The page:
Donald Sinta Quartet

Collider

By Nicholas May

The Donald Sinta Quartet has garnered a great amount of well-earned attention over the past decade. Winning numerous competitions, they have presented programs internationally while drawing inspiration and paying homage to the great saxophone pedagogue: Donald Sinta. Collider is the quartet’s debut album and is labeled under the Concert Artist Guild.

 

Collider begins with Rush by David Kechley. Instantly the listener will be captivated by the frenzy of unison angular, chromatic lines. This piece settles into a groove while all the members of DSQ maintain superb control of their respective instruments – sonically and technically. The pseudo chorale in the middle is quite mysterious and ominous, but beautiful at the same time. It is juxtaposed with pyrotechnics. Rush sets up the remainder of the album – informing the listener they are in for an exciting ride!

 

The second piece needs no introduction – György Ligeti’s Six Bagatelles is frequently performed with woodwind quintets and has become a standard in the saxophone quartet canon. I must admit, this may be the best recording of this piece I have heard to date. The intonation in the soprano saxophone’s altissimo is exceptional. Further, DSQ as a whole presents a highly technical and emotional work in an accessible manner. The listeners are constantly guided, never left on their own, throughout this musical journey. The third movement, Cantabile, molto legato, stands out in this multi-movement work. All of the performers are especially aware of the melodic nature of this song like movement; while maintaining a perfect balance with an underlying ostinato. This was an enjoyable rendition of this classic piece! Bulgarity by Annika Socolosky is a Bulgarian dance-inspired work; written for the DSQ. It is short, charming, and full of energy! This modal piece was a joy to listen to.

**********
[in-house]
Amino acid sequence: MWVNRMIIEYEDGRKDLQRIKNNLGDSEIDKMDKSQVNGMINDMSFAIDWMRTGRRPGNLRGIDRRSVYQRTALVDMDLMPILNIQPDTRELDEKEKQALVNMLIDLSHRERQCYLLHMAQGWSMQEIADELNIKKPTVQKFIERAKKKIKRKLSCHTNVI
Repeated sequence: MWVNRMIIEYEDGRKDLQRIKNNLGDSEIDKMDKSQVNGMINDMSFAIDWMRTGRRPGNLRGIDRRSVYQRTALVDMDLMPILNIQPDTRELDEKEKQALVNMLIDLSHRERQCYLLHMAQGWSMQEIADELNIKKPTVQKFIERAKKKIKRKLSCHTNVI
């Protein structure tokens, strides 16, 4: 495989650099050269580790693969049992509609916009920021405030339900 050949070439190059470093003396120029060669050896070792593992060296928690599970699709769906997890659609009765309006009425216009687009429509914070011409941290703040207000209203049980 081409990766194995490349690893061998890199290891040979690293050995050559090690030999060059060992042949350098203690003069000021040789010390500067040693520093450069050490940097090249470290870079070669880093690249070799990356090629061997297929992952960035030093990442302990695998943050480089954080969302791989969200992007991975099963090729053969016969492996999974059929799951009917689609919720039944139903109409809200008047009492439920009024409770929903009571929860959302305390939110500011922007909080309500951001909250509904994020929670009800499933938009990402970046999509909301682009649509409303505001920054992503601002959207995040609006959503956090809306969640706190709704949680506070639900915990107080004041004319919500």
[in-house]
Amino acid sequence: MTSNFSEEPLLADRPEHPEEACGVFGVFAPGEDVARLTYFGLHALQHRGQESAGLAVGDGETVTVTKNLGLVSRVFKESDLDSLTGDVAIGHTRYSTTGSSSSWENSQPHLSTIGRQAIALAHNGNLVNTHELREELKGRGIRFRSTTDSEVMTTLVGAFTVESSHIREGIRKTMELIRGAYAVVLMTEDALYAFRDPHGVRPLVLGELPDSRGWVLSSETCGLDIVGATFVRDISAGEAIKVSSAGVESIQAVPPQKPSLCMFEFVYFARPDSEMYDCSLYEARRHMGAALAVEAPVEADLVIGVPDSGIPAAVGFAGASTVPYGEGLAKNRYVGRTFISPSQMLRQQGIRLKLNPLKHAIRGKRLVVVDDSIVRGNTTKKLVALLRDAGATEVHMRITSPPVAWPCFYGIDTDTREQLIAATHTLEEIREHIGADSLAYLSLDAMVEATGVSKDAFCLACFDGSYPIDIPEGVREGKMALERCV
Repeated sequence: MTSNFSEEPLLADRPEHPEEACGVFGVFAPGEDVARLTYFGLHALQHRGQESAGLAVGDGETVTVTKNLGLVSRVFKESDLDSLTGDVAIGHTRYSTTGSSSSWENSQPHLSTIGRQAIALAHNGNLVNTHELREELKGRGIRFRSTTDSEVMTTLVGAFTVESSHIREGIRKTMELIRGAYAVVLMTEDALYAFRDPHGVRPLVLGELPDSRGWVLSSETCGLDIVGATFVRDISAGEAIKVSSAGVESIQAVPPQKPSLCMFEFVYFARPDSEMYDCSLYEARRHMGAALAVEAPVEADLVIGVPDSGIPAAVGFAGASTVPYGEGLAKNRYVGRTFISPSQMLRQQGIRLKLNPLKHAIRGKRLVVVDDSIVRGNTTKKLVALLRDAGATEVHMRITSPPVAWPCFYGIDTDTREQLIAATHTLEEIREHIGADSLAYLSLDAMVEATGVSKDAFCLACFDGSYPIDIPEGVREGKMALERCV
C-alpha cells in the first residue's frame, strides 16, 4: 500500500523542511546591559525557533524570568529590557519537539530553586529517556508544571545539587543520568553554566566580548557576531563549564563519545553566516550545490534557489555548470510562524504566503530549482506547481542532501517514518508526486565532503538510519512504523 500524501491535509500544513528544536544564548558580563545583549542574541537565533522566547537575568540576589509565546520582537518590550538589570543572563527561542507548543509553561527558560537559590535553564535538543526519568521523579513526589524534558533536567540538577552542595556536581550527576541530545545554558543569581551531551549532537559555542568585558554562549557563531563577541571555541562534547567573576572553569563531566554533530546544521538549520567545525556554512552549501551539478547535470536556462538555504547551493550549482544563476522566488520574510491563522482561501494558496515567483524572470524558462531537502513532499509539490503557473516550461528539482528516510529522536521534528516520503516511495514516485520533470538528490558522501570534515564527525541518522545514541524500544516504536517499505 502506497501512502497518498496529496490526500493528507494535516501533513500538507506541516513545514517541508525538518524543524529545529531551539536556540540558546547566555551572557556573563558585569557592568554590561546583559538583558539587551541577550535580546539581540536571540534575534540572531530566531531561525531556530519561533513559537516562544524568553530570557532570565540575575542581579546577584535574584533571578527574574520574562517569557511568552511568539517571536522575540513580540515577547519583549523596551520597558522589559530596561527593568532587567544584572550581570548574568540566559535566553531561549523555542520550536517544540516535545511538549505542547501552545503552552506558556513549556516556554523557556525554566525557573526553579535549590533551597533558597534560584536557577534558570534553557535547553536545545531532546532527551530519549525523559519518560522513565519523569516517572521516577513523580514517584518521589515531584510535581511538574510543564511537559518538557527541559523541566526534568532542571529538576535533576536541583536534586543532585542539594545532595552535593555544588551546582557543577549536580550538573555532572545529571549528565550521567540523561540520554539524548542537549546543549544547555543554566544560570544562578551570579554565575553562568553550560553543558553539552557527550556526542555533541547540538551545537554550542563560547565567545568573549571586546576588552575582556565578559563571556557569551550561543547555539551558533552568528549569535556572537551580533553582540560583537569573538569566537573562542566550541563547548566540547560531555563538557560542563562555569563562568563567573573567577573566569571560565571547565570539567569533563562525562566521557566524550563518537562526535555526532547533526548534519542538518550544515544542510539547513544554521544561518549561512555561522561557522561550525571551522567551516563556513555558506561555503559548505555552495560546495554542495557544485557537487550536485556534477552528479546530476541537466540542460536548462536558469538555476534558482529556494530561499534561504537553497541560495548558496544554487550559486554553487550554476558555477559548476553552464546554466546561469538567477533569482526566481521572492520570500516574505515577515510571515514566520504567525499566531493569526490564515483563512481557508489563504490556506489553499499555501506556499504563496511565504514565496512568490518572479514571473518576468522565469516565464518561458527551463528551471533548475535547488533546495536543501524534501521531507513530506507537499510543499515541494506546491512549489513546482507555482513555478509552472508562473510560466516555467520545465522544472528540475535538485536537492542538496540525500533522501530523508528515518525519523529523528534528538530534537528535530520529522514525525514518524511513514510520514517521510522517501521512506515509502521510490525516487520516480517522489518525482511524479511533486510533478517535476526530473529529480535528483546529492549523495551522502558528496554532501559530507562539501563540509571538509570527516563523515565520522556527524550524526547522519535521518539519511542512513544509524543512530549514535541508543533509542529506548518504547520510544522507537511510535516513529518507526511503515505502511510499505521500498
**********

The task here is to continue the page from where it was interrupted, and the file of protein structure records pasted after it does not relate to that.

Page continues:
Again, the DSQ presents a modern standard in the saxophone quartet repertoire – Tango Virtuoso by Thierry Escaich. I was already fond of this composition, but the DSQ reminded me how delightful this tango is. As implied by its title - not only is this a soulful, lustrous, tango; it is a tour de force for all members of the quartet. This is a charming interpretation, full of subtle inflections and personal flair from each saxophonist. This (mostly) tonal piece is excellently performed; the balance and blend are well done in this track. To be fair, the quartet’s blend and balance are always on par, but the blend between melody and accompaniment lines is perfect.

 

Kristin Kuster’s Red Pine was the perfect palate cleanser of this CD. This reflective piece is unhurried and ponderous. Soft, and reminiscent of the composer’s walk through a Canadian forest. While restraint and control of the saxophone are paramount for a piece of this nature, no pun intended, the DSQ is obliviously not lacking. However, in some of the more intimate moments, I would have wished for a shade more vibrato to warm up the piece. Instead of a late fall walk through the forest, which is beautiful, I would have liked to metaphorically explore all of the potential seasons in said forest. Nonetheless, it is ethereal and beautiful.